The Exercise Program: Exercise for balance, strength and flexibility. Yoga is an excellent way to stay limber, and it’s also an opportunity to stay social on a regular basis. Weight training is also great, but know your limits and use a trainer or partner, particularly if you want to test and push yourself.
Brain Training: Now is your opportunity to read all the classic, landmark texts of Western civilization! Want a bigger challenge? Pick up a new language, and then put a dent in the great literature of other nations. Looking for something a bit more modern? Many computer stores offer free workshops where you can learn how to take full advantage of their devices and applications. Wherever your purpose and passion lies, it’s a good idea to keep a schedule, even after retirement.
Smoking and Drinking: We now know that alcohol can play a part in Alzheimer’s because of its role in inflammation. That said, a glass of wine a day is an oft-prescribed dose of health and happiness.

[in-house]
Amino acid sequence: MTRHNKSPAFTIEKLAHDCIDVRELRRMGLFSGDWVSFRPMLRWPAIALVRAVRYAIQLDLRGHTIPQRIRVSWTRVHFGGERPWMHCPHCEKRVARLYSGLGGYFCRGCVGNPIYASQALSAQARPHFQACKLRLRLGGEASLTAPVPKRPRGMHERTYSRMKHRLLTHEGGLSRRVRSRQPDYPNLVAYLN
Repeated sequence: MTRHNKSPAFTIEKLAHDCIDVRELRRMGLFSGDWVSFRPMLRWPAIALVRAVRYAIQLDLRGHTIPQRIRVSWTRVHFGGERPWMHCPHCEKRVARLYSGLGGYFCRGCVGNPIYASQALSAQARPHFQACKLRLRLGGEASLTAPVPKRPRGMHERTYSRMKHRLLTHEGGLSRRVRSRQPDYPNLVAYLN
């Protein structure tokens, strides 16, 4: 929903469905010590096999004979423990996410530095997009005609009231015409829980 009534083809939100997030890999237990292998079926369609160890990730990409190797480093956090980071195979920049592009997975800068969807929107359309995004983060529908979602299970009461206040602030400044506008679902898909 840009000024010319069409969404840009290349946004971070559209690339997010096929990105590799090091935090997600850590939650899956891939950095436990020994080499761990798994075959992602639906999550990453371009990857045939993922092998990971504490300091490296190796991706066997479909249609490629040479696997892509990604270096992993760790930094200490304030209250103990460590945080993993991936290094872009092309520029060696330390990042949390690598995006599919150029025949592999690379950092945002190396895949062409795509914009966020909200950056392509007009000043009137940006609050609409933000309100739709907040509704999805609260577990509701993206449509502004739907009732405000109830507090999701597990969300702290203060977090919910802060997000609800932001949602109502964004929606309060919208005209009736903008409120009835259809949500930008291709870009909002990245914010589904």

Sleep Deeply: Lack of deep sleep makes chronic pain worse and prevents the healing processes that occurs in REM sleep. If you’ve got sleep apnea, use your CPAP, and if you’re not sure if you have it, now is a good time to get tested.
Sleeping Pills, Allergy Medicines, and Pain Killers: Chronic pain is a vicious cycle. Pain killers can disrupt deep sleep, which is essential to all types of healing. Also, some allergy medicines are now linked to dementia. Seriously consider any alternatives you may have.
Stay Hydrated: Of course, drink lots of liquids, especially water, for a healthy mind and body.